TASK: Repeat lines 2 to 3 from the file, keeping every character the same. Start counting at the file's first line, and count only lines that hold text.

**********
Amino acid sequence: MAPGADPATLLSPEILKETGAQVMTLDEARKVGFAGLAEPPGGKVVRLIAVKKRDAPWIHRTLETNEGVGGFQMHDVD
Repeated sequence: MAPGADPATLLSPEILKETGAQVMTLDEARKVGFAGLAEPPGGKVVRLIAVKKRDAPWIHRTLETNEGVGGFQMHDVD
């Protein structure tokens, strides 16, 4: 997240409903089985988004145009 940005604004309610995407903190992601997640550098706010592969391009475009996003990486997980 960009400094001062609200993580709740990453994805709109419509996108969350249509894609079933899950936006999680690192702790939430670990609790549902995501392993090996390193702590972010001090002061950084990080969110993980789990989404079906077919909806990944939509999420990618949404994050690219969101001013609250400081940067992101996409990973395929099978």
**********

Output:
Repeated sequence: MAPGADPATLLSPEILKETGAQVMTLDEARKVGFAGLAEPPGGKVVRLIAVKKRDAPWIHRTLETNEGVGGFQMHDVD
């Protein structure tokens, strides 16, 4: 997240409903089985988004145009 940005604004309610995407903190992601997640550098706010592969391009475009996003990486997980 960009400094001062609200993580709740990453994805709109419509996108969350249509894609079933899950936006999680690192702790939430670990609790549902995501392993090996390193702590972010001090002061950084990080969110993980789990989404079906077919909806990944939509999420990618949404994050690219969101001013609250400081940067992101996409990973395929099978």